35 Seized in Cocaine 'Sting' at L.A. Home


A South Los Angeles home suspected of being a haven for a brisk rock-cocaine business was raided by sheriff's narcotics officers who then posed as drug dealers to arrest a succession of would-be customers, authorities said Saturday.

The officers, including sheriff's deputies from half a dozen stations throughout the county, raided the two-bedroom apartment in the 1000 block of East 79th Street Friday evening and arrested 12 people on various narcotics charges.

Over the next five hours, the Sheriff's Department arrested 23 other people--most of them apparently unsuspecting crack buyers who arrived at the ground-floor apartment and allegedly attempted to purchase rock cocaine from undercover officers.

"It went very, very smoothly," said Capt. Larry Waldie, head of the sheriff's narcotics bureau, who accompanied the initial team of officers during the raid. "We got in, and there were no altercations in the house whatsoever."

The so-called reverse sting was the second in the last two weeks by the Sheriff's Department, which received special funds earlier this year from the county Board of Supervisors to finance such operations. A similar sting in Carson on June 17 resulted in the arrests of nine men and two male juveniles, but this latest raid proved much larger and more diverse.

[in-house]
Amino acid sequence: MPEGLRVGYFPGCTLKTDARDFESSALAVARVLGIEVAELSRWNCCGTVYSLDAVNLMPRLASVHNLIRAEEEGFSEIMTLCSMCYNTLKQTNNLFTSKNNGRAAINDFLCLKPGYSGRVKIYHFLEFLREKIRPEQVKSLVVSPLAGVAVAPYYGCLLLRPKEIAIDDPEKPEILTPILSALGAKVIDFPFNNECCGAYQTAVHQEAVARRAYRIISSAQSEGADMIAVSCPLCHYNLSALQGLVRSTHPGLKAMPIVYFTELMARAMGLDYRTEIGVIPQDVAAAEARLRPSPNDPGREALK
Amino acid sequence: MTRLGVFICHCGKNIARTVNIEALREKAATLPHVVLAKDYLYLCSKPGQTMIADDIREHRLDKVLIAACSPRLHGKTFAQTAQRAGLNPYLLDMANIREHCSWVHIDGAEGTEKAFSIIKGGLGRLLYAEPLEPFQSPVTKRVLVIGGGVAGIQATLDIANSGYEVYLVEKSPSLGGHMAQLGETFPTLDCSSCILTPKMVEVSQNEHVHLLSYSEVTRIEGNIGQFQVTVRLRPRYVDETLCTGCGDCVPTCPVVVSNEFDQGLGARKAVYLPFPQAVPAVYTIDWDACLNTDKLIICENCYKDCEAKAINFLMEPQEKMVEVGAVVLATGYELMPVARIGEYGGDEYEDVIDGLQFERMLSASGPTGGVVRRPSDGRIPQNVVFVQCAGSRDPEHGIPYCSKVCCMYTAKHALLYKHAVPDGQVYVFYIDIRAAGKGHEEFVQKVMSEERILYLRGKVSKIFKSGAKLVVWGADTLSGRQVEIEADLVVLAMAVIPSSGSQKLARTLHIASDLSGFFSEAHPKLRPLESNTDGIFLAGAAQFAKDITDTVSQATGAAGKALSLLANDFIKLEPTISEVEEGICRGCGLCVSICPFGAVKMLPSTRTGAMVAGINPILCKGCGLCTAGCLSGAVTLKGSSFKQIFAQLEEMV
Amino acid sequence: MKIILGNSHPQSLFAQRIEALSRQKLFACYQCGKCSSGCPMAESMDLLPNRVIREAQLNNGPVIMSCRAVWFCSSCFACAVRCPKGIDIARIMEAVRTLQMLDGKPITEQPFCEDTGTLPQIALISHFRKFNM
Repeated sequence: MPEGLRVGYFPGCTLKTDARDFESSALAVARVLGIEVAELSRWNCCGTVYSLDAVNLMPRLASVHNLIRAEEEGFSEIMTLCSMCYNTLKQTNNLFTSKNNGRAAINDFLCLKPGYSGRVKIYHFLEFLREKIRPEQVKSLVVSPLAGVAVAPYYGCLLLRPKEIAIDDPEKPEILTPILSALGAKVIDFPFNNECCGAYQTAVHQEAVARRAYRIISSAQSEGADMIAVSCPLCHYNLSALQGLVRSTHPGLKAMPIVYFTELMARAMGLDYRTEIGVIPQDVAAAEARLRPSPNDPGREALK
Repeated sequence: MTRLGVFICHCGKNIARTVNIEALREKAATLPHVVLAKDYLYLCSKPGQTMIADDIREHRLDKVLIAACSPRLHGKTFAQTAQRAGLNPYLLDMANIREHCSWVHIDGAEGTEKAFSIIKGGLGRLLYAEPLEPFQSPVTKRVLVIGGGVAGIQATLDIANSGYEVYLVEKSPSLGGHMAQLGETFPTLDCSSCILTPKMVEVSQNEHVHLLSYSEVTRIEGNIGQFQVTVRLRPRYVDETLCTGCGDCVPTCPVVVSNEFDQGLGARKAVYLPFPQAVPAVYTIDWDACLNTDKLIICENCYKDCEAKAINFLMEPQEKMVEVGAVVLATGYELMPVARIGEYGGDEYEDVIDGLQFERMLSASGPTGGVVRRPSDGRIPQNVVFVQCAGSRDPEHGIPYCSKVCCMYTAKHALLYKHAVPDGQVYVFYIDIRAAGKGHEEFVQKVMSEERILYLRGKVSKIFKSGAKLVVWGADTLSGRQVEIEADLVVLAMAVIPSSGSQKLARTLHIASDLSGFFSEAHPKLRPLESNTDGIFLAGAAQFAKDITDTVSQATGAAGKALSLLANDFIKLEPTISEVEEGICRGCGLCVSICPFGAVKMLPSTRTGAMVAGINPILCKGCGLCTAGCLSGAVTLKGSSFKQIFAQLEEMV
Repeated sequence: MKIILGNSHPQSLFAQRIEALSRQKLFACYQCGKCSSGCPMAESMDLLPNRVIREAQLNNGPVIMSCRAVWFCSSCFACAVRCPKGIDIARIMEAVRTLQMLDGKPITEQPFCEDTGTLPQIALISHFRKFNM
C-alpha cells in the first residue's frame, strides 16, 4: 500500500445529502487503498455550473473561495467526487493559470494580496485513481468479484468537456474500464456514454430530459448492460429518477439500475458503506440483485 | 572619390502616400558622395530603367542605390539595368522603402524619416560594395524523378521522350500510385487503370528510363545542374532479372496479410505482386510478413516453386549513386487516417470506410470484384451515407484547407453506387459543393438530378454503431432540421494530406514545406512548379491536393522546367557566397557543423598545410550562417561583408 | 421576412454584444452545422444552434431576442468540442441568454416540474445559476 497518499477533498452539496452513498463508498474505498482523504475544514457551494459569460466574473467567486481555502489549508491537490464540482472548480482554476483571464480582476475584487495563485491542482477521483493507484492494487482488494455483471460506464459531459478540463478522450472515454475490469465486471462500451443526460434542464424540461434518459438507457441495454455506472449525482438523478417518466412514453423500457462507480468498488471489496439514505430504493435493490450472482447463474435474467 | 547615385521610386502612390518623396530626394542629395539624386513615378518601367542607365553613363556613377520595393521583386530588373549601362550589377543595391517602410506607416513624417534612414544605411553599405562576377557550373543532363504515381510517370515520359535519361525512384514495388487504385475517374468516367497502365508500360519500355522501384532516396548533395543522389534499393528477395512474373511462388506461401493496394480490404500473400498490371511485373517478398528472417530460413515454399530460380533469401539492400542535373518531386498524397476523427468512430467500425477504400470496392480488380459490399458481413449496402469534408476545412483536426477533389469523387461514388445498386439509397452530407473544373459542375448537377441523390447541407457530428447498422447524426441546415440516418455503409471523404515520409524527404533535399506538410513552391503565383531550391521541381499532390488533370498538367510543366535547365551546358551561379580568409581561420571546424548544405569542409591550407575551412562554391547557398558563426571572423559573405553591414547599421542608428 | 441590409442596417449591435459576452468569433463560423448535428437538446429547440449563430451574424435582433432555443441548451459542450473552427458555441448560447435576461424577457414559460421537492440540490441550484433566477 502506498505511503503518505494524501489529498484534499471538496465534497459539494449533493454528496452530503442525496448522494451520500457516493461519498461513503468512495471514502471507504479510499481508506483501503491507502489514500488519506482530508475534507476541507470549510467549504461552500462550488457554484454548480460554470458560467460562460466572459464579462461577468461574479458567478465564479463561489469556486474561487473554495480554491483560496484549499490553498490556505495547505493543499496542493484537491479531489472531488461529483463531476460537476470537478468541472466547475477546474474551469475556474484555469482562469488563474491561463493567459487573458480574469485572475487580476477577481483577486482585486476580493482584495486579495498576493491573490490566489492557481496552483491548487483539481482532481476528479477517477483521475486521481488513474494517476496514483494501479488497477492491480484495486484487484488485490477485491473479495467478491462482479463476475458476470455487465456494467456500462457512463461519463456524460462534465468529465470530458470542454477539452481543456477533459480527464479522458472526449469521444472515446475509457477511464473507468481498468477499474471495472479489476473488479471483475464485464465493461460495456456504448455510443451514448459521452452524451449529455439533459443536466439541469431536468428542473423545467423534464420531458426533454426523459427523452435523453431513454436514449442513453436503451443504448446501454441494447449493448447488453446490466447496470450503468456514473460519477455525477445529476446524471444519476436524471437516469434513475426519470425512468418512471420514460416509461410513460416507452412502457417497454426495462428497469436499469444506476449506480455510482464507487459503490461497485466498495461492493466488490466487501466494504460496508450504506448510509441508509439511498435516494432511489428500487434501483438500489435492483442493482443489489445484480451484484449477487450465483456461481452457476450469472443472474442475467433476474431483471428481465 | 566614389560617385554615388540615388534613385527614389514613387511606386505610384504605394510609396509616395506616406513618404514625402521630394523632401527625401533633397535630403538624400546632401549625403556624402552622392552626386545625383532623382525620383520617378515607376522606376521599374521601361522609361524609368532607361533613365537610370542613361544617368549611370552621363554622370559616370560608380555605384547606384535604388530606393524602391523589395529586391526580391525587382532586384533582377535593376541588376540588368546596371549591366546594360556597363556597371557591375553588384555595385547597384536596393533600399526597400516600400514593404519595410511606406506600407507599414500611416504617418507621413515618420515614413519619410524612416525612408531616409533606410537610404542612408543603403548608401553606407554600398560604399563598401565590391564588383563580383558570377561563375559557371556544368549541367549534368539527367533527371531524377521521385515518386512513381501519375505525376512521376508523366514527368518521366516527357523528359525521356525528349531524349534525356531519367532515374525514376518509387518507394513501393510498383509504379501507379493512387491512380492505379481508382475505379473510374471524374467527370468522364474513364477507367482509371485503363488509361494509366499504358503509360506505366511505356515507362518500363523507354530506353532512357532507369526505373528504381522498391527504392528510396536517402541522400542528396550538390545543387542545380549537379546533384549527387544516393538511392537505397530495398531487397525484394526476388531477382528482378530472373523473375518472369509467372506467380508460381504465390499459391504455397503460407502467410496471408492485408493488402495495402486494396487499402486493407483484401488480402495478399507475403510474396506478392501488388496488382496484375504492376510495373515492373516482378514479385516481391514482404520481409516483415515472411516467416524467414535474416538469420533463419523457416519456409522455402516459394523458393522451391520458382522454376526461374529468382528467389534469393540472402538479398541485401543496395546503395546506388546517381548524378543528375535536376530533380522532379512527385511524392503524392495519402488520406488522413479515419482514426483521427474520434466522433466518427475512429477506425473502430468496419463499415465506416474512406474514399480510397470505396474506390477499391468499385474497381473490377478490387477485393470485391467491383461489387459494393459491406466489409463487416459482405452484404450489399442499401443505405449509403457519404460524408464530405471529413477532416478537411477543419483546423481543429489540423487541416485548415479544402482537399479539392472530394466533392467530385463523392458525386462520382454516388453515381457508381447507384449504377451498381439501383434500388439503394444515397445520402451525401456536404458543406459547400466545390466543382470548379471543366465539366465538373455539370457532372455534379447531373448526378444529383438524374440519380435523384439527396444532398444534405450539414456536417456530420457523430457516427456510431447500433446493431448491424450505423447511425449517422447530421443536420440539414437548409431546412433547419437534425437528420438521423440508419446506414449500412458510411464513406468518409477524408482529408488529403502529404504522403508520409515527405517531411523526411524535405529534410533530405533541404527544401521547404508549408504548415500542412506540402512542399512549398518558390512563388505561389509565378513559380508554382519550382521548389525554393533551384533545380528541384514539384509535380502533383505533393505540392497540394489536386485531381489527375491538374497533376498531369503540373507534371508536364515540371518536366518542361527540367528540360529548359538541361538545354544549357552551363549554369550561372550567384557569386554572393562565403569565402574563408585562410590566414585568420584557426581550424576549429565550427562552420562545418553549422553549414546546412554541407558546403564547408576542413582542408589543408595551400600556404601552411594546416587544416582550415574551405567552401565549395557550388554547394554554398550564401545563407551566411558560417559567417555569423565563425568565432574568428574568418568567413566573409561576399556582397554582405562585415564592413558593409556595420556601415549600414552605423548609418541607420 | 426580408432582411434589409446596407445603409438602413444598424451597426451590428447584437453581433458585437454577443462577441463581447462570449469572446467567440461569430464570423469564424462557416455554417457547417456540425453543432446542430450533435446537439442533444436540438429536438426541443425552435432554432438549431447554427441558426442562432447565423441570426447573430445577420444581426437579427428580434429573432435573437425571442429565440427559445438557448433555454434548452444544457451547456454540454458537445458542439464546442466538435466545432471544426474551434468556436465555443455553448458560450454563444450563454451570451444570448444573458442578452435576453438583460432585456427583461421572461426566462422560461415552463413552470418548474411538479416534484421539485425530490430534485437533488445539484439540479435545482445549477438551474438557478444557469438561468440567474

When officers arrived with a search warrant for the South Los Angeles home, more than a dozen people were already inside--some smoking crack and scurrying in the bedroom for cover. But there was no forcible entry and no weapons were found, said Sgt. Rick Adams, head of the Firestone crew that led the raid.

Even before officers could finish booking suspects, Adams said, would-be buyers began arriving at the darkened home to purchase rocks of cocaine. As each undercover buy was made, the alleged buyer was taken into the home and herded into one of the bedrooms to be frisked and questioned by waiting deputies.

In between sales, sheriff's vans would transport those arrested to nearby Firestone station.

In all, 22 men and 13 women were booked on a variety of charges including suspicion of soliciting the sale of cocaine, possessing cocaine for sale, interfering with a police officer and acting as a lookout for criminal activity.

Bail ranged from $1,000 to $2,500, sheriff's officials said.

As they were arrested, some people protested that they had been entrapped by the officers. "He just grabbed my money and shoved the cocaine in my hand," complained one man.

Officers defended the arrests.

Among those arrested was a 55-year-old grandmother of three who was booked after deputies found a glass crack pipe wrapped in tissue hidden inside her bra. She was charged with possessing drug paraphernalia.

A pregnant 16-year-old who was in the house at the time of the raid was detained but later released to her grandparents, Adams said. A young wheelchair-bound girl who lived in the upstairs apartment also was at the home and was allowed to return to her apartment, he said.

The raid was launched after neighbors had complained of the flow of visitors at all hours to the house.

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